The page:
Millard Public Schools Superintendent Jim Sutfin assured parents Monday that he will scrutinize daily COVID-19 case data between now and Sept. 7, when the school board will reassess its mask-optional policy.
About 100 people attended Monday’s school board meeting in Nebraska’s third-largest school district. About two dozen people addressed the board on masking, splitting evenly between pro- and anti-mandate.
While some praised and thanked the board for last week’s decision giving parents a choice, others said the board was unnecessarily putting students at risk and should act now to impose a mask mandate.
Sutfin explained the steps the district was taking steps to monitor and mitigate spread, isolate students with the disease and alert parents whose child had a close contact.
For transparency, the district will continue to post case numbers on its COVID-19 dashboard, he said.
“We want to make sure that the public understands that we are dealing with, and living with, COVID, and trying to figure out the best way to keep our schools open and keep our students and our staff safe,” he said.
He said there will be cases in schools throughout the school year.
“We are not out of COVID,” he said. “We also have to anticipate that we may have to temporarily require masking or temporarily close a classroom, grade level or school.”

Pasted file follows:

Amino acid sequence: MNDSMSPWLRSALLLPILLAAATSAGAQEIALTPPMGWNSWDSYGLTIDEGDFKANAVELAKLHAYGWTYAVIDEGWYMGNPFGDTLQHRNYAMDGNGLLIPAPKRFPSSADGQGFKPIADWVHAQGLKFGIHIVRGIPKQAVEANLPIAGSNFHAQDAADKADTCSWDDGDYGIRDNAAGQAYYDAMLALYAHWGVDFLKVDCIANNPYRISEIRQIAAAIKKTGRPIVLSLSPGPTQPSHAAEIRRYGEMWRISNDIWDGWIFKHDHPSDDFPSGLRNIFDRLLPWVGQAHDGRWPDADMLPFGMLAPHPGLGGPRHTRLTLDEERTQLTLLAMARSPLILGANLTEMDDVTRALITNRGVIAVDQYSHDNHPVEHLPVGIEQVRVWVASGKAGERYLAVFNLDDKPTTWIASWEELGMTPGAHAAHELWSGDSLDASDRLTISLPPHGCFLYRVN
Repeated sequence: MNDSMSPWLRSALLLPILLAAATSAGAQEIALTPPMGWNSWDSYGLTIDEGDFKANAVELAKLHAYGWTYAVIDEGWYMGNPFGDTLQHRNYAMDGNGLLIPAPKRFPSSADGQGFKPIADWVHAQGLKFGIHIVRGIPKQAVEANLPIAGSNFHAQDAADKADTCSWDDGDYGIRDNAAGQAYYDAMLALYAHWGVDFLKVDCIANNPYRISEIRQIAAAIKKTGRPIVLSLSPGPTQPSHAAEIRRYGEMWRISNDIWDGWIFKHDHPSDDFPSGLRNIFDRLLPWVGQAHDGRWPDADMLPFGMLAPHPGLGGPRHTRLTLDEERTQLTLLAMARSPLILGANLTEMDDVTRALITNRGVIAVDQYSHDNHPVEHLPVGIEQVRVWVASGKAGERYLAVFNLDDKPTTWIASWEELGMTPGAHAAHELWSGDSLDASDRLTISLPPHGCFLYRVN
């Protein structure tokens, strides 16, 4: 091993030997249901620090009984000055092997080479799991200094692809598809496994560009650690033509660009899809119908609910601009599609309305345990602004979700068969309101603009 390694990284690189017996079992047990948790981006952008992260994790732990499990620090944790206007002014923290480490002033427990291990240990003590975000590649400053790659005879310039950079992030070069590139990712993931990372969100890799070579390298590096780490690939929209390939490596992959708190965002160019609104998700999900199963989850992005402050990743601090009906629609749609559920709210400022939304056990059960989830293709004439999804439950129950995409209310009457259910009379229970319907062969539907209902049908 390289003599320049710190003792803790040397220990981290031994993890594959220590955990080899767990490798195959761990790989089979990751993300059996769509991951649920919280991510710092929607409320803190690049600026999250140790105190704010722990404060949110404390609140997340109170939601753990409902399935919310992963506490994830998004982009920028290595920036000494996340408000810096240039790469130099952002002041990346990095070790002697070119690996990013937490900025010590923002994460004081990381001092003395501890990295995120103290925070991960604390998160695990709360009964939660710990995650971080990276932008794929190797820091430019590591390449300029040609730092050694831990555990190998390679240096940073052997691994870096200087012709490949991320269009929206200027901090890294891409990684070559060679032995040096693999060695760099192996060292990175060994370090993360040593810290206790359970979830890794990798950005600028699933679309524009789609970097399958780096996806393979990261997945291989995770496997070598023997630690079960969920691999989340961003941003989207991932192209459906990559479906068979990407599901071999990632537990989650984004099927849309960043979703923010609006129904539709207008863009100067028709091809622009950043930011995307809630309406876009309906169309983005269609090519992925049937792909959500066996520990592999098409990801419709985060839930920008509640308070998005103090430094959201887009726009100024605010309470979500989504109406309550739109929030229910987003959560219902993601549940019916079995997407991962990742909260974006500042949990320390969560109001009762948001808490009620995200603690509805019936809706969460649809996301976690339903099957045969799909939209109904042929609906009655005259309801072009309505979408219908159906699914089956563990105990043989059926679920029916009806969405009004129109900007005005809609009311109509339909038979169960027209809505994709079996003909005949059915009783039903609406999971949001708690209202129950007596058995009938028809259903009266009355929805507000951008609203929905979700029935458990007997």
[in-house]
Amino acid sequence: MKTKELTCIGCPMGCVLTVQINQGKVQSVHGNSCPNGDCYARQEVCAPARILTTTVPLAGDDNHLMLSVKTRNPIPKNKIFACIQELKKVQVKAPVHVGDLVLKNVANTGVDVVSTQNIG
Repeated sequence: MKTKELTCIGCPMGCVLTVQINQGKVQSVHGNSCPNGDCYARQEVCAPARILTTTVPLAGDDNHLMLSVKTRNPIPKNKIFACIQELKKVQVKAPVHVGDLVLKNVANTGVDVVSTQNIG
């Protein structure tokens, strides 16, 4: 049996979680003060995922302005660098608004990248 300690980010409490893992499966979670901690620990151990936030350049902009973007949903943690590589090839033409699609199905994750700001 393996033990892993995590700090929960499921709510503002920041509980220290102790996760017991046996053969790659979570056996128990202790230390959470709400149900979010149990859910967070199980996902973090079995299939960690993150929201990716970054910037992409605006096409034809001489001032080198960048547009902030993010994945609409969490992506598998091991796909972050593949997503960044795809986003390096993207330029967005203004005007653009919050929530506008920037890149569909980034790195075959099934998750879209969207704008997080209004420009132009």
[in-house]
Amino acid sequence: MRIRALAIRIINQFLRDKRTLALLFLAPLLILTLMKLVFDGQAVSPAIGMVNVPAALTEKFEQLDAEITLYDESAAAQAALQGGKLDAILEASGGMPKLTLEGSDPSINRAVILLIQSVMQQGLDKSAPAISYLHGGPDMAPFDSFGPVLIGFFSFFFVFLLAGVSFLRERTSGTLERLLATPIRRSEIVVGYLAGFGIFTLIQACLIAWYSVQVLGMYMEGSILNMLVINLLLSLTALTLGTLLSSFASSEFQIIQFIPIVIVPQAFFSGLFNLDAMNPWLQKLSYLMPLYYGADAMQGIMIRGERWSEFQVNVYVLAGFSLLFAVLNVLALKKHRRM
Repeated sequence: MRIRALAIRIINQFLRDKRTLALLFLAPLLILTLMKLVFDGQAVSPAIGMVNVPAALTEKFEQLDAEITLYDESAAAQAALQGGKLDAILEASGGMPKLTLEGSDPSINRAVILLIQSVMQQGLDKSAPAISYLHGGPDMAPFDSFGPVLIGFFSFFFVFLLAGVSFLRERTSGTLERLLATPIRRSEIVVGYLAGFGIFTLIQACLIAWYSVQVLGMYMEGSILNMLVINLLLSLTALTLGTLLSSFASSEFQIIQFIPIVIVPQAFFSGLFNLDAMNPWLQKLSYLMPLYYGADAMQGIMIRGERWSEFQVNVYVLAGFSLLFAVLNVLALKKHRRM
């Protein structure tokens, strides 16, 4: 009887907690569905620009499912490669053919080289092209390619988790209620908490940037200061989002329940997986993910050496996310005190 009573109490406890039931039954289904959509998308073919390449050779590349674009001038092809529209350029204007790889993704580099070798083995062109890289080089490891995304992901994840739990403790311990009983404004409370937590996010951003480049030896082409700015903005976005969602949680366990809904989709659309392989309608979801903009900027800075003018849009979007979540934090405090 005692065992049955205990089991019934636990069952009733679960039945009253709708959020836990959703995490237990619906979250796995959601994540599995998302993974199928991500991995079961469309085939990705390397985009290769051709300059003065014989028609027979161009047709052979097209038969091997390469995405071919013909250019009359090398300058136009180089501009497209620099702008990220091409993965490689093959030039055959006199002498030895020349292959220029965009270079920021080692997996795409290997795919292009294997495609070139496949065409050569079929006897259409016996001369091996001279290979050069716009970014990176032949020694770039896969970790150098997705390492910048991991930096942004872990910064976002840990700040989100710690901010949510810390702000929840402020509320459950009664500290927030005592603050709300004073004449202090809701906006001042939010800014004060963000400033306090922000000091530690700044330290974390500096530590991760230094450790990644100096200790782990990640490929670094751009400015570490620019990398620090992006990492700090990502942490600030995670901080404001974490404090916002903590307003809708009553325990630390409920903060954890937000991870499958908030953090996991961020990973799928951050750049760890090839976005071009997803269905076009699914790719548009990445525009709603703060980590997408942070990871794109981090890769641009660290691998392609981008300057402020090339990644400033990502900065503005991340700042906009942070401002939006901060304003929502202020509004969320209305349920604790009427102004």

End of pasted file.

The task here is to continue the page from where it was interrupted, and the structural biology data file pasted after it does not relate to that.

Sutfin said school officials will be working closely with the Douglas County Health Department to identify disease clusters.
Clusters of three or more cases in a classroom would indicate possible spread, he said.
School board Vice President Dave Anderson, who said he is virus-free but still recovering from a bout with COVID-19, told the crowd that no decision to alter the mask policy would be made at the meeting.
Anderson said the board could potentially consider an action item on Sept. 7.
The district opened the school year on Wednesday with masks optional for students at all grade levels.
The decision pleased parents who argued that masks are ineffective, are bad for a child’s physical and emotional health or should be a parent’s choice.
Others were disappointed, saying the board was putting children at unnecessary risk by rejecting a simple, effective mitigation against spread.
Andrew Hale, who supported masking, asked why the board was not implementing the protocols that worked to control the virus last year.
Hale said this year’s approach is “reactive.”
“We need proactive plans,” he said. “You’re going to be chasing the virus and chasing cases.”
Lexie Jenkins told the board that the mask-optional policy puts at risk her 3-year-old son, who has a compromised immune system.
Jenkins said she’s worried that her daughter, a Millard fourth grader, will bring the virus home.
Her daughter learned remotely last year. This year, to minimize potential exposure to her son, her daughter is not living at home.
“I don’t know if I would see my child alive again if they came down with COVID,” she said.
As of noon Monday, the district had 41 active cases among students and teachers, representing .15% of the student and staff population.
Sutfin said that because students under 12 have not been able to vaccinate, the district will be tracking and comparing the number of cases in students older and younger than 12, he said.
“We would be looking for, and watching, to see, does the number below 12 grow disproportionately compared to those above 12, those students who had the opportunity to vaccinate?” he said.